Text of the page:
“In some cases we’ve been outright constrained where dealers were just out of cars,” said Mark LaNeve, GM’s sales chief on a conference call. GM estimated vehicle shortages cost the auto industry 40,000 sales last month.

Drop in $5-coffee supply forecast

Starbucks is shuttering five hundred stores in addition to the hundred it announced earlier this year, the Journal says on B1, the FT on page one, and the NYT on C1. About 12,000 decent-paying service jobs will be lost.

It’s a sign of how hard-hit consumers are pulling back on non-essential, quasi-luxury purchases, though it also shows how Starbucks aggressive saturation of the American landscape was overdone. That happens when you open seven stores every day for the last year, as the Journal reports.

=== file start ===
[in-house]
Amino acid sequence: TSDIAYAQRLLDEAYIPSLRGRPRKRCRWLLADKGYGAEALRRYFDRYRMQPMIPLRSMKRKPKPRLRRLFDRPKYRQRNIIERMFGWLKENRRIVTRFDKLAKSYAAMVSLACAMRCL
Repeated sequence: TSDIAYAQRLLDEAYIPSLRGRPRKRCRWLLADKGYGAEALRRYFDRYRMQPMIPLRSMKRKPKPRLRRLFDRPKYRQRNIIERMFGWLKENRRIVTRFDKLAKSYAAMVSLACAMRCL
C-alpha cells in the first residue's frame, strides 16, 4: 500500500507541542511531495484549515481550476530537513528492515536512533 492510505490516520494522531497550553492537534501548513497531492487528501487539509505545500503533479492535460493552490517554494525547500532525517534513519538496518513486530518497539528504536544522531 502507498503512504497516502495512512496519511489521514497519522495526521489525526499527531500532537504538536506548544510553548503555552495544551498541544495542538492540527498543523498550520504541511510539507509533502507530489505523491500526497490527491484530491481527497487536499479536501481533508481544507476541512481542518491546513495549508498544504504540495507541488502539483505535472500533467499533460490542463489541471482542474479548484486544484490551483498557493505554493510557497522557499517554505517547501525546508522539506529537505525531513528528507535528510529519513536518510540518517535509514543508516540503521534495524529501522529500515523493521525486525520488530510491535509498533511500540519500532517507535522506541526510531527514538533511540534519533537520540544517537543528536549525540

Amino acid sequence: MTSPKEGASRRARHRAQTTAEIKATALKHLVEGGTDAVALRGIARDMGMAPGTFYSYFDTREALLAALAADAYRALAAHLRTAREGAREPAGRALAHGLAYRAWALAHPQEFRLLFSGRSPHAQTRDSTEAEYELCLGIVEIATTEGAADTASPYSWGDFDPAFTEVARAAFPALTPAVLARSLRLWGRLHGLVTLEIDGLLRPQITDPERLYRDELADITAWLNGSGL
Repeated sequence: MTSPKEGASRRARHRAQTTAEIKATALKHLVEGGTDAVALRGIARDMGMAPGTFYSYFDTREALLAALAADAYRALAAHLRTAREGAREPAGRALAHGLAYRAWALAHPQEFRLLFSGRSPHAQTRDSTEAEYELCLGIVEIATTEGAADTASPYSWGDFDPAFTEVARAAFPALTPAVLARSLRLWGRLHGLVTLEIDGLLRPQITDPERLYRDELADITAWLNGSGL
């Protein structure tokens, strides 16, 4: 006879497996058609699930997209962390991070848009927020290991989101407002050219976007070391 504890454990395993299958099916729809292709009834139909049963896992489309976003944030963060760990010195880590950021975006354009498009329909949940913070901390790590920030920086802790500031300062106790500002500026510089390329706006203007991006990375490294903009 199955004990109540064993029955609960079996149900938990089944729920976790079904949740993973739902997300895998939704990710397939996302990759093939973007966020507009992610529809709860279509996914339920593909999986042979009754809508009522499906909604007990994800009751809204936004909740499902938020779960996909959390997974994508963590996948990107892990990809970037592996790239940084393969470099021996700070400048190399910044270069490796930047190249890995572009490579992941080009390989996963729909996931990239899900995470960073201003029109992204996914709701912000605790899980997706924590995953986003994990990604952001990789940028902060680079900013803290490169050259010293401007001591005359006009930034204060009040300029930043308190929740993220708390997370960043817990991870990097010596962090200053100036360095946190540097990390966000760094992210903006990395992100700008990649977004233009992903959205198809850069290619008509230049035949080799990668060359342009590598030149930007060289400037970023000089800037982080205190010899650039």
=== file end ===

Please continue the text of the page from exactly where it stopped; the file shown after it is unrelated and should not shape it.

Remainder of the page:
The Journal says it’s bad for commercial real-estate developers, who we’d note are already feeling the heat on the strip-mall side from fast-rising vacancies. While Starbucks is closing 8 percent of its U.S. stores—never fear!—that will still leave about 6,400 where you can get your fix.

Has-been mating rituals

The on-again/off-again Microsoft-Yahoo buyout talks are back on.

The Journal on A1 says Microsoft is talking to Time Warner, News Corporation, and others about teaming up to break up Yahoo and feast on the pieces. The Journal says up high that the discussions are “unlikely to result in a deal”, though.

Ryan Chittum is a former Wall Street Journal reporter, and deputy editor of The Audit, CJR's business section. If you see notable business journalism, give him a heads-up at rc2538@columbia.edu.